Tuesday, 27 December 2011

Jane Austen's Unseen Portrait 1

I was fascinated by the BBC2 documentary shown on Boxing Day concerning the portrait discovered by Dr Paula Byrne. Reading the press reports prior to the showing of the programme, many comments were, maybe not surprisingly, sceptical of the claims. After all Dr Byrne has a forthcoming biography of Austen coming out - how convenient, therefore, that her husband happened upon a hitherto unknown drawing of Austen in an auction. And how come no-one knew about it anyway? Serendipitous the find may be, but having watched the programme, I for one, was convinced that the drawing was an authentic one.

There are, of course, many questions that the discovery of the drawing raised:
Why had it not come to light before now?
Why were the Austen family not aware of the portrait?
Would Jane Austen have even sat for such a portrait?
Who would have drawn it?
Why did the artist get Austen's name wrong, spelling it 'Austin'?
Why did it turn up in the effects of John Galway Foster?

I am planning to write another post on why I think Dr Byrne's supposition that the portrait was drawn by Eliza Chute is persuasive. Not that I am in any way an expert (as my teenage daughter so ably points out!), it's just my opinion, for what it's worth. But here I want to concentrate on the provenance of the picture.

The portrait was bought by Dr Byrne's husband from a private seller, Roy Davids for £2000. He bought if for £50 in 1982. the seller was Anna de Goguel. Davids wrote to de Goguel to enquire about the provenance of the drawing but she wrote back and said she had no idea about the picture's history and did not think there were any papers relating to it. Unable to authenticate the portrait it was assumed to be imaginary. In the documentary Anna de Goguel's son reveals that the portrait was the property of one John Foster, for whom his mother was executrix. The letter to Mr Davids has as a letterhead John Foster's chamber's address (he was a barrister) so the evidence that the portrait belonged to John Foster seems pretty convincing.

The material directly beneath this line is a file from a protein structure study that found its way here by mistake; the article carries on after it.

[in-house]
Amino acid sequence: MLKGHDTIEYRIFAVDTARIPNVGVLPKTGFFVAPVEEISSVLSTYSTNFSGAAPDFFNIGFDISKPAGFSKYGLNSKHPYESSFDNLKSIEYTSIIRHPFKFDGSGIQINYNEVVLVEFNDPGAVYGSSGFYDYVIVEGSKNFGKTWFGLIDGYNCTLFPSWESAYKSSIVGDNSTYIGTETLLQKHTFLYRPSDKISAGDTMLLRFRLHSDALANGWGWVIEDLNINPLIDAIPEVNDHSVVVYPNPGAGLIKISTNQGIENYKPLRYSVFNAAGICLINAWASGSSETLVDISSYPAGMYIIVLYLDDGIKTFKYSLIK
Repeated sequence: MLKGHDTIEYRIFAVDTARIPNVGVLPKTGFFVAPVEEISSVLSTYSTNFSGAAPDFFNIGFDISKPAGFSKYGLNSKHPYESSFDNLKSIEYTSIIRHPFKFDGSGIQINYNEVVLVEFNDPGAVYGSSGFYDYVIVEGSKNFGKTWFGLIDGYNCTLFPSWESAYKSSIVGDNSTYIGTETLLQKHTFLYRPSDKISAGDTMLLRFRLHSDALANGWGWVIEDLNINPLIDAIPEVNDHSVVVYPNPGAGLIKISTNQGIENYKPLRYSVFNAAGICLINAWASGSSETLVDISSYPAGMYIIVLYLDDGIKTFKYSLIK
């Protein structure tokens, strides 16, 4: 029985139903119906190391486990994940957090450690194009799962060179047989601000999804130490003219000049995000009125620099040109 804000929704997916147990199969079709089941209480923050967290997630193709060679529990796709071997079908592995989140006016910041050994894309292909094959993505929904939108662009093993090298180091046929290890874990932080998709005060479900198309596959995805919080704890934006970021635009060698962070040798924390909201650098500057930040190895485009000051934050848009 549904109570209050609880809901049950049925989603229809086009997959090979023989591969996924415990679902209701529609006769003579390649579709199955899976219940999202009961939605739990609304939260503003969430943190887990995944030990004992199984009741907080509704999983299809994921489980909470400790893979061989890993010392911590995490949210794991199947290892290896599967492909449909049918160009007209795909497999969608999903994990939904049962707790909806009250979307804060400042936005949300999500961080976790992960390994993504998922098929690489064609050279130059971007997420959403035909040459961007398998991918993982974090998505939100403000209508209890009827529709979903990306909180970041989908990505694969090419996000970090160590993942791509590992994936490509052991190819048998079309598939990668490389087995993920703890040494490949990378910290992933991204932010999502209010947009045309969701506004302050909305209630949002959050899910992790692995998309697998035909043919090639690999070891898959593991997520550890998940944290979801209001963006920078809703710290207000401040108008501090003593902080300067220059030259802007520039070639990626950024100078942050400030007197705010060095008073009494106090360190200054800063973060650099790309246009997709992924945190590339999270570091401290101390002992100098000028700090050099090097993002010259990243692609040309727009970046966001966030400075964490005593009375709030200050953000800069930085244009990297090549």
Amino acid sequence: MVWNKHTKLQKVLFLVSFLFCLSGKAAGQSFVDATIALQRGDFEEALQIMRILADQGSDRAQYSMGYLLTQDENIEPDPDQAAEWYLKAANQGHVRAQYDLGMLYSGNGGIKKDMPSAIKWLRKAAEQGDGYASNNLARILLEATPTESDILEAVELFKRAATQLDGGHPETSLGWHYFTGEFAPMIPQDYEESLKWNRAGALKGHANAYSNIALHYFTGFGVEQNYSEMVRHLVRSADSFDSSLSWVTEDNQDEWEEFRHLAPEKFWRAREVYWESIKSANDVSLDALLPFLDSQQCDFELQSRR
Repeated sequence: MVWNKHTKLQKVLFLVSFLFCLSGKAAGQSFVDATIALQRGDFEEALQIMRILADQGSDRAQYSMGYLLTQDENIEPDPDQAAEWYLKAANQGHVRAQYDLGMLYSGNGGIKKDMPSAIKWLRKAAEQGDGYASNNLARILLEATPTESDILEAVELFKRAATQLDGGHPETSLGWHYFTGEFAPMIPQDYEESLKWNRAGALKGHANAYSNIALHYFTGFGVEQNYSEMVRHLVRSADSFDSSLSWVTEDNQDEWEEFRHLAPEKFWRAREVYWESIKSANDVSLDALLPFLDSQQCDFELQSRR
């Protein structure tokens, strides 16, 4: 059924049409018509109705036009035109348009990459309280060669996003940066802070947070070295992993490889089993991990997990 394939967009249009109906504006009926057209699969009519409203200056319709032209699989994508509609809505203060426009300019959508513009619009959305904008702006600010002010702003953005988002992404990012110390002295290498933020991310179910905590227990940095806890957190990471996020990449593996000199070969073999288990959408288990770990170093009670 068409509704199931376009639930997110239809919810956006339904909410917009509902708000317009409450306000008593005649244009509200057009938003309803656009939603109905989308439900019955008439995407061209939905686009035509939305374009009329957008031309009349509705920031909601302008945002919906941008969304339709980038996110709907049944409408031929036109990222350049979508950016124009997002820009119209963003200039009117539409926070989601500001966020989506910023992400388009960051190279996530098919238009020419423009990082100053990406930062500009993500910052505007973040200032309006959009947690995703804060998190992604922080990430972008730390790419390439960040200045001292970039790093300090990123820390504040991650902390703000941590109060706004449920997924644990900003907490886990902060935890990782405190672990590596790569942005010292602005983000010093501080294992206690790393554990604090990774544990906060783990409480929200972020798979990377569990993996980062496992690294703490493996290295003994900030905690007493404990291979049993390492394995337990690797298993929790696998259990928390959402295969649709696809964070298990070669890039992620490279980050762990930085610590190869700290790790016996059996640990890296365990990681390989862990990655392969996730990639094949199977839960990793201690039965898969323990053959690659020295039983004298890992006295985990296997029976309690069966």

So what was a portrait of Jane Austen, real or imaginary, doing in the personal effects of John Foster, human rights lawyer and Conservative MP for Northwich in Cheshire? The programme says that from here the trail goes cold. Well that was it! The gauntlet had been thrown down. I was intrigued and decided to try and find out more. It seemed to me that the provenance was key to deciding whether the portrait was genuinely one of Jane Austen. I've spent a long time researching my family history on the internet and decided to use the same techniques to see if I could find out any more.

John Galway Foster lived from 1904 until 1982. I have not been able to discover as yet why Anna de Goguel was appointed executrix. John Foster was, as the programme mentions, an exceptional character. But his childhood was not a happy one, he was left in the care of a governess and at school, in France and Germany, and it seems he barely knew his parents. His father was Hubert John Foster (1855-1919) and his mother was a Canadian, Mary Agatha Tobin. John was the only child of the marriage.

Brigadier General Hubert Foster, had been born in 1855, the son of John Nathaniel Foster of Biggleswade and was educated at Harrow and the Military Academy, Woolwich. He seems to have spent his life abroad following his military career, rising to Brigadier General and serving as chief of the general Australian staff in World War 1. He had married Mary Gough nee Tobin in 1904 at the British Consulate in Venice. He died in 1919 in New South Wales.